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It seems like it would only be fraud if they explicitly misrepresented the level of risk. But simply offering to insure against cell phone radiation or gamma ray bursters or zombiepocalypse has the advantage that simply by mentioning such a policy, you can *suggest* that it's a risk worth insuring against, without ever having to actually lie about any real numbers.
The idea seems unethical, because at best, you are misleading or not divulging the situation in its entirety (at worst, you are inflating the risk, even if by "suggestion", to vulnerable and misinformed clients). In any case, I wonder if anyone has any experiences of this kind of thing. I'm only speculating and toying with this idea.
Sure, I agree that it's sort of unethical to insure against something when you the insurer know full well the risk is essentially zero. But unethical doesn't mean illegal, and that doesn't make it fraud in the legal sense.
I don't know about P&C risk but DOI looks very closely at what's filed by Health insurers.
I someone is willing to take the losing side of a bet there will always be someone to take the winning side.
Insurers are not radiologists, nor are they medical researchers (although they may employ these professionals from time to time as expert witnesses, consultants, etc.). Insurers are specialists in risk financing. There have been plenty of things that the general consensus has changed on with medical research. Insurers are accepting risks based on the fact that a claim could arise in the future (depending on statutory conditions and contract provisions) where a policy could pay out based on an occurence that occurred decades prior.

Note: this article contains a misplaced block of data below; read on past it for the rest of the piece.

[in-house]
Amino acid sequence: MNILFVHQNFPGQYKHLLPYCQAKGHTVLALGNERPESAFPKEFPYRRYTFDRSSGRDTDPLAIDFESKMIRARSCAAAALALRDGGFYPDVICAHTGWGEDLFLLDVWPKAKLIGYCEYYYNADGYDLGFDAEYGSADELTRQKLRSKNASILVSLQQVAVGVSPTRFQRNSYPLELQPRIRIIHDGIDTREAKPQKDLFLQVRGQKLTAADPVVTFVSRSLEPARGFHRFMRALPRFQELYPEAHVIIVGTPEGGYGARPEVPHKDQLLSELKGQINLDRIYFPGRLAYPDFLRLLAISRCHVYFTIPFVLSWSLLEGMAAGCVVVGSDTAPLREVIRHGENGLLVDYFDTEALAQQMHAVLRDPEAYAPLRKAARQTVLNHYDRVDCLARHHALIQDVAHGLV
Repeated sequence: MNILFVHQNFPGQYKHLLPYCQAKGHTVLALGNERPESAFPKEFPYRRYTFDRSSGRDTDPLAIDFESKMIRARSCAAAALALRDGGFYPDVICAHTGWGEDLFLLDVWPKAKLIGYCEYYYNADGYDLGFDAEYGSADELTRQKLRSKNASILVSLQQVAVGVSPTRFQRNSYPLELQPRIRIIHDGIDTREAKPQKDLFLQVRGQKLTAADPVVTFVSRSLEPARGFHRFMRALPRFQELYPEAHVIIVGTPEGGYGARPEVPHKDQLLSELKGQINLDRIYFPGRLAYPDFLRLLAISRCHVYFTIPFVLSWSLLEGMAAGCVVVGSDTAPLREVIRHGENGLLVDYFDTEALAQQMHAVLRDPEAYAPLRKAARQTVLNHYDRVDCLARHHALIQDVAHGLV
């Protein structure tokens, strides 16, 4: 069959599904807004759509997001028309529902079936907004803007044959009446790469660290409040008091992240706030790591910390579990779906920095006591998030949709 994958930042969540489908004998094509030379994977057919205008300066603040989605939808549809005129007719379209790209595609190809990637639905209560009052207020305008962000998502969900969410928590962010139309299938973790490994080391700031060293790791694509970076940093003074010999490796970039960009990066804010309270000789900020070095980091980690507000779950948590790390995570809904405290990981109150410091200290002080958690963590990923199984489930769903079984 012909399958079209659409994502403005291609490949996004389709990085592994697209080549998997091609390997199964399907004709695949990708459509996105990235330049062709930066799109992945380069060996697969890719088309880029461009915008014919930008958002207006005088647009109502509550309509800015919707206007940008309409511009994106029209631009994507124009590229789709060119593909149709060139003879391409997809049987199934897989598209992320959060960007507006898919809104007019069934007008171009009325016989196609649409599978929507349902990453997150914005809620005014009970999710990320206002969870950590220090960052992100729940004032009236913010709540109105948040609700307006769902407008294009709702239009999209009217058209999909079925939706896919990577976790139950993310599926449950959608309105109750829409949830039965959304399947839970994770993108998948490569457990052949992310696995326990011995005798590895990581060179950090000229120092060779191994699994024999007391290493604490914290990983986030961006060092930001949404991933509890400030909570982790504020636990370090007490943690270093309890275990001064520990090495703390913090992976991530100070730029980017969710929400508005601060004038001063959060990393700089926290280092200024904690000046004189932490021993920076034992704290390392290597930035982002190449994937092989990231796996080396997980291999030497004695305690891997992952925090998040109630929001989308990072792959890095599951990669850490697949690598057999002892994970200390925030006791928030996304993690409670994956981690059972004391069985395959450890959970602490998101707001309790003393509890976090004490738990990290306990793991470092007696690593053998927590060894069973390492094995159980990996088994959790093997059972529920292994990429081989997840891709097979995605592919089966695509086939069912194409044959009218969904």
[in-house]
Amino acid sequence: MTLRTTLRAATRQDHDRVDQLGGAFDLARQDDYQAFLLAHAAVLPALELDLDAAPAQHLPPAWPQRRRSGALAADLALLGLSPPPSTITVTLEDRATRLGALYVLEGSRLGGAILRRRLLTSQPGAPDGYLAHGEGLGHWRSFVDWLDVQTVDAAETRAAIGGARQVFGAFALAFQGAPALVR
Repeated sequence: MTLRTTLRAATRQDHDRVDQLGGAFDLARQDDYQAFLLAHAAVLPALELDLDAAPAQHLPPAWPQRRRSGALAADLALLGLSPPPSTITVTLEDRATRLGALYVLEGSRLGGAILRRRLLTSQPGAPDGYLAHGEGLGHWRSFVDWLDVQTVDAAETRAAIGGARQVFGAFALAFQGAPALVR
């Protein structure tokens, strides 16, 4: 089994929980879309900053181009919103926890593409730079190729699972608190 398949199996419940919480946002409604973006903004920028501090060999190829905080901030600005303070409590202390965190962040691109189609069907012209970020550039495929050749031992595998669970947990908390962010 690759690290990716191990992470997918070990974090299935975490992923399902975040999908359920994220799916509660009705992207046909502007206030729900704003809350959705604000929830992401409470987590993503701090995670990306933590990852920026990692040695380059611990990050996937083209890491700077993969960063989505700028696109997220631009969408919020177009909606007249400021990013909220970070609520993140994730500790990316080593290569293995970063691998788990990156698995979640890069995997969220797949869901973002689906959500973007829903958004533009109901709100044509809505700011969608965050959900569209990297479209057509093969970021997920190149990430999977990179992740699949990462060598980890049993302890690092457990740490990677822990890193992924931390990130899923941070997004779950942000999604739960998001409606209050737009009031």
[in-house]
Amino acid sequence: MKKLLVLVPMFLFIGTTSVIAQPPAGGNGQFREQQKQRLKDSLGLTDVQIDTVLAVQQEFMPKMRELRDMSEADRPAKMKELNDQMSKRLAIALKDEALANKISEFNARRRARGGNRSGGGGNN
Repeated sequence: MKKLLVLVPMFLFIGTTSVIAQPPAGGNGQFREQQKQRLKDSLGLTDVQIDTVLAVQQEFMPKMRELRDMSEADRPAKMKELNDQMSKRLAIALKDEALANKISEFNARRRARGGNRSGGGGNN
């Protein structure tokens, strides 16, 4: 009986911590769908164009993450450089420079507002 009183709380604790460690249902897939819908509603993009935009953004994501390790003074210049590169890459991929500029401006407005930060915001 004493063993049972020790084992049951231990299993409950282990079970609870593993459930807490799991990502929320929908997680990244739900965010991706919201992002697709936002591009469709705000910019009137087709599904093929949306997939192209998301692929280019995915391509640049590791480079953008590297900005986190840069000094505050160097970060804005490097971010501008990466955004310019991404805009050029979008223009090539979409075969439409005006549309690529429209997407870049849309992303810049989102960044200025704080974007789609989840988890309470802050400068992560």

Yes, it is possible that the current general consensus in the scientific community is that there is no causal link between cell phone radiation and cancer or tumour. That only needs to change for a time for a liability claim to occur. Remember, also, that the insurer doesn't just indemnify in the case where the defendant is found guilty of negligence or found liable for their product (products liability); there is also the possibility that a claim is brought against the defendant who is innocent, but the insurer has agreed to foot the defence bill (which could run into the hundreds of thousands to millions). They, of course, would subrogate against the claimant for lawyer fees and defence costs if defendant is not found guilty, but no "out-of-pocket" expenses (depending on policy provisions) help the bottom line too. Time value of money and opportunity cost are factors.
Especially when there are so many debates about an issue (cell phone radiation, calorie consumption (McDonald's Lawsuit), etc.) frivolous lawsuits are a risk, even if they only cause reputational damage to a company/person. They take time, money, and expertise to defend, and net income losses almost always result. There will be damages to collect whether innocent or not. Whether the case is provable or not.
Just because an award may not be issued, doesn't mean that a loss has not occured. And if a loss has occurred (which will most likely be the case if you have to defend your company in court), an insured can usually be indemnified.
Last edited by bsd058; November 4th 2011 at 03:14 PM. Reason: clarification
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